Ancient Maras salt pans.
Ancient Maras salt pans.

In Peru, my clock was backtracking. Going as further back in time as it could. When it travelled back 4,000 years, I found myself in Lima’s Ralph Larco Herrera Museum where the prude will cover his eyes and morality-clingers will run to the exit. A private museum housed in an 18th century vice-royal building built over a 7th century pyramid, the museum has several galleries but its collection of erotic pottery is what brings the curious to its bougainvillea-laden yard. The Gallery of Erotic Pottery displays sex-themed pottery dating to pre-Columbian times. Anal sex. Female to male fellatio. Kissing and fondling. Male masturbation. Copulating frogs, mice, llamas. Sexual intercourse between females and mythical animals. All this moulded exquisitely in clay thousands of years ago and later dug out of the earth’s womb. Erotic vessels not as decorative pieces. Instead, functional hollow clay pots for holding liquid and a spout, typically in the form of a phallus, for pouring liquid. Such explicit sexual imagery in the world’s largest collection of erotic pottery.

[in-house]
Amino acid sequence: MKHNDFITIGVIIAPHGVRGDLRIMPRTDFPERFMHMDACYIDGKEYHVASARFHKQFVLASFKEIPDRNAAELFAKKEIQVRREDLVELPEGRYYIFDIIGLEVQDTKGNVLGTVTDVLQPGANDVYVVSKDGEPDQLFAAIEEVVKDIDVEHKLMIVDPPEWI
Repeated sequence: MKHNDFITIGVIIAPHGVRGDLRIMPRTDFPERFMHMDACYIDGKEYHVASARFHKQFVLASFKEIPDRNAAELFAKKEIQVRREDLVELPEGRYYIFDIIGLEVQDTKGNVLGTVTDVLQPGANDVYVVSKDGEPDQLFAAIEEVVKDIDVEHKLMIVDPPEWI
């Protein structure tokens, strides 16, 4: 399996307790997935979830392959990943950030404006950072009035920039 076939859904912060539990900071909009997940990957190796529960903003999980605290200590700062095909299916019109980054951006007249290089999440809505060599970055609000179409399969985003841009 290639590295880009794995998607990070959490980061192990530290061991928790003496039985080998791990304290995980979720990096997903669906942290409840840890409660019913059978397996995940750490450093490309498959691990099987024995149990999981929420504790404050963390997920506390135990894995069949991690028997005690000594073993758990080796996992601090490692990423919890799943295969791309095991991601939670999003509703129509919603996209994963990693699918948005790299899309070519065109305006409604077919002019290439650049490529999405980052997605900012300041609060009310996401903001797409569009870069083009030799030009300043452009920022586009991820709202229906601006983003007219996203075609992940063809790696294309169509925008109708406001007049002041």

A Quechua girl at the Chinchero Weaving Centre.
A Quechua girl at the Chinchero Weaving Centre.

Leaving behind libidinous skeletons, I hopped into a chopper for a spin over the Nazca Lines, a UNESCO World Heritage Site, housed between the towns of Nazca and Palpa on the Papas de Jumana (400 km south of Lima). After a long ride over the desert, the magic started unfolding. A large painted canvas appeared on the brown landscape. Colossal geometric lines. A gigantic pelican. A humming bird. A tree. Llamas. Jaguars. Monkeys. Humans. Large motifs that seem scratched on earth with a deft artist. Believed to have been created between 500 BC and 500 AD, the Nazca Lines are composed of more than 10,000 lines, some as wide as 30 metres and 9-km long, comprising nearly 300 different figures including hundreds of geoglyphs (geometric lines), zoomorphic designs of animals and birds, and a few phytomorphic motifs such as trees and flowers. These are not tiny lines scratched hurriedly. Here, a condor is 440 ft, a spider 150 ft, a hummingbird 310 ft. I stuck my nose to the chopper window, gaping at a canvas so colossal and an ancient art so riveting.

A Quechua man dressed as a tribal chief.
A Quechua man dressed as a tribal chief.

Twenty-four different shades of red can be derived from a squished cochineal. A drop of lemon juice makes the red lighter.